BRIC Holds Conference Promoting Diversity & Growth In Innovation Economy

BRIC Innovation
Photo credit Louric Rankine

BRIC Arts Media, located at 647 Fulton Street, hosted a conference promoting how creative companies, technological start-ups, and Brooklyn residents can ensure a promising economic future for the borough’s increasing innovation business.

“How can New York create more middle class jobs? How can lower income communities access these jobs?” asked Jonathan Bowles, executive director at the Center for an Urban Future and one of two moderators for the morning conference.

The first panel focused on sustaining and growing Brooklyn’s innovation economy. The panel members discussed how Brooklyn currently ranks second in the nation for technological start-ups and in increasing tech design post-recession. 

Executives, founders, and heads of technological platforms have noted that Brooklyn has developed into a hub for opportunities in the innovation economy, though they claim the borough still needs improvement in tech education in public schools, talent research, and inclusion of unions in the conversation.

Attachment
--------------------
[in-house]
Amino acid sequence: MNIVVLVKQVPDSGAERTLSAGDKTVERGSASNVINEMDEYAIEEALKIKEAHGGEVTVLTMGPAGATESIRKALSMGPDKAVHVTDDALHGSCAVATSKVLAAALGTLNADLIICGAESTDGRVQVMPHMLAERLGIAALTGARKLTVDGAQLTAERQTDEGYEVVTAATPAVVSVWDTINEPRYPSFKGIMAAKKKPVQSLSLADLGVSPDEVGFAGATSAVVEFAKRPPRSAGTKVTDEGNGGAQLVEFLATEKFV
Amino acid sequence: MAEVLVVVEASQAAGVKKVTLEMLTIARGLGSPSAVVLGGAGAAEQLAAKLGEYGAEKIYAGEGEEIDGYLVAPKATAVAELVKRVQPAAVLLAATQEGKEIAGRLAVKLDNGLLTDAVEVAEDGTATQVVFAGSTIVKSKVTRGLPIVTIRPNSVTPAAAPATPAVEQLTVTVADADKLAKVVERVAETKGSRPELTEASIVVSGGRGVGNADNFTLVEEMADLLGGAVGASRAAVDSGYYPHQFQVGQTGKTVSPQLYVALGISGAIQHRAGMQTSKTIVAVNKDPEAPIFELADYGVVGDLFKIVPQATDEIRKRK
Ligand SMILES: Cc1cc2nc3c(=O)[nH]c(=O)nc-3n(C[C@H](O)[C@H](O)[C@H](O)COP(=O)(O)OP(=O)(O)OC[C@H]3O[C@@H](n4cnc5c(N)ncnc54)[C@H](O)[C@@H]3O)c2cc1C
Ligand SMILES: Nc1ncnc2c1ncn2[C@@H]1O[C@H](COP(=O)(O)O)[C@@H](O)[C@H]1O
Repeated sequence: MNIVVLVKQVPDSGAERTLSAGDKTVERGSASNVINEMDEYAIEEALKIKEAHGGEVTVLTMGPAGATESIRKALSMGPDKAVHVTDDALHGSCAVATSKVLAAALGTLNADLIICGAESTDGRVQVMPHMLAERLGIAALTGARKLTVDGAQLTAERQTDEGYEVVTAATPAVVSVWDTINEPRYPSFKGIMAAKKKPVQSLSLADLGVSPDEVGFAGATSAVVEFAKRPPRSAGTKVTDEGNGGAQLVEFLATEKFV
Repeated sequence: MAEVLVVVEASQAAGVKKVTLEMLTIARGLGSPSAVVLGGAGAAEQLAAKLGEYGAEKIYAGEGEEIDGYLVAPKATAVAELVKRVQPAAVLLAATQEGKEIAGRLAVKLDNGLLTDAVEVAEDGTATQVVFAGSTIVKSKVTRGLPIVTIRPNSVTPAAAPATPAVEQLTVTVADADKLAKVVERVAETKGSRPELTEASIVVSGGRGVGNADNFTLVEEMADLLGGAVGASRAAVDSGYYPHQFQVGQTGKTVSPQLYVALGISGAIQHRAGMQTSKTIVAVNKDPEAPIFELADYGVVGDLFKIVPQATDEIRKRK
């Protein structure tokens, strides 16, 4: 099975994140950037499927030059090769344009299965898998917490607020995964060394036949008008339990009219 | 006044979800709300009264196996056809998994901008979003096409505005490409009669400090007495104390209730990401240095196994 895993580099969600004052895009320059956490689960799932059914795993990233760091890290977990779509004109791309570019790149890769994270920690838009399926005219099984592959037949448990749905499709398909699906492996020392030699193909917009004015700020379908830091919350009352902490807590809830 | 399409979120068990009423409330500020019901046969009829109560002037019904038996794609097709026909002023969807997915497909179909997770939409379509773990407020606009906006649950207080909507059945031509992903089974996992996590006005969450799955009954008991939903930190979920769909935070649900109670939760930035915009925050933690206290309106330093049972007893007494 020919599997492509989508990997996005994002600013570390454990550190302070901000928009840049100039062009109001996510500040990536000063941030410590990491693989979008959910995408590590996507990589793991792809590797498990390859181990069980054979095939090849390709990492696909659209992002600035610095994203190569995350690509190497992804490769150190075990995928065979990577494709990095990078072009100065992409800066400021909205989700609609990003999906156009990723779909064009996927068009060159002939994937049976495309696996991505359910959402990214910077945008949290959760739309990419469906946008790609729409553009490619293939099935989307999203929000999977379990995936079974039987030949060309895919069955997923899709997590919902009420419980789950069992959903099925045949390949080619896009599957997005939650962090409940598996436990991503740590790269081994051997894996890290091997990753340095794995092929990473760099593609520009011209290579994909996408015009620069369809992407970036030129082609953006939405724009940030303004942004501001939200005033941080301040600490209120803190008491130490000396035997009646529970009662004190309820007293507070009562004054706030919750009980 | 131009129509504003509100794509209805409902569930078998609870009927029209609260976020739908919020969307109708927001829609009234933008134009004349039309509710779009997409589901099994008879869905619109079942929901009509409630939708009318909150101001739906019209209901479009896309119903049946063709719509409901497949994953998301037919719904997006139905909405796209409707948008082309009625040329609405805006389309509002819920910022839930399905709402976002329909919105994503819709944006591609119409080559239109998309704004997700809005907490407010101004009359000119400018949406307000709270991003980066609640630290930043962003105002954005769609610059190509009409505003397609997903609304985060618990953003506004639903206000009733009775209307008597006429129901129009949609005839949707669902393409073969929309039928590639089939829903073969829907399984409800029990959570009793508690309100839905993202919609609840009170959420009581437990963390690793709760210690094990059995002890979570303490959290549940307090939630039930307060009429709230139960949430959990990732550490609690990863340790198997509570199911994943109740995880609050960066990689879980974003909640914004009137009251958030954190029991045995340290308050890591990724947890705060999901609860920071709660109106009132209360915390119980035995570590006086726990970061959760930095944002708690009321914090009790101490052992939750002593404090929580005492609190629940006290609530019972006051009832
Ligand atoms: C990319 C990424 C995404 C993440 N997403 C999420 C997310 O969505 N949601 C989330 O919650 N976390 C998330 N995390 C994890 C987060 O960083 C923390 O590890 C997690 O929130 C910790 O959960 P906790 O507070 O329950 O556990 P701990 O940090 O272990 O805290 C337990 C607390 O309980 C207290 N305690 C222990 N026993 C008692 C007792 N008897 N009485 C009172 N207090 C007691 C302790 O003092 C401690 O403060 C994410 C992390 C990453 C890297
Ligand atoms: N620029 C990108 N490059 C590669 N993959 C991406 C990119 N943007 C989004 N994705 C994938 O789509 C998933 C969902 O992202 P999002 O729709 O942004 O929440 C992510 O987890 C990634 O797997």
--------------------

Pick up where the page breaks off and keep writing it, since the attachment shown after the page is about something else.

“I always characterize Brooklyn in 4 D’s,” said James Patchett, President of New York City Economic Development Corporation (NYC EDC). “Diverse, dense, dynamic, and direct access to Manhattan”.

The second panel opened dialogue on expanding opportunities for Brooklyn residents in the Innovation Economy. The collective included program managers, CEO’s, and executive directors, who looked directly at resource scarcity and job accessibility for lower income communities in Brooklyn and how their specific roles and fields can ensure a diversified economic prosperity no matter what socioeconomic background a resident is.

“The main problem we have is resources,” said Faith Corbett, Assistant Vice President of Public Affairs and Partnerships at NYC College of Technology. “How can we incorporate technology and innovation training in education?”

The panel concluded with a series of questions and answers from members of the discussion and audience members concerned with economic inclusivity, change in manufacturing employment and community revitalization.

“Necessity breeds innovation”, argued Quardean Lewis-Allen, founder and CEO of Made in Brownsville, a nonprofit youth creative agency encouraging STEAM in the neighborhood.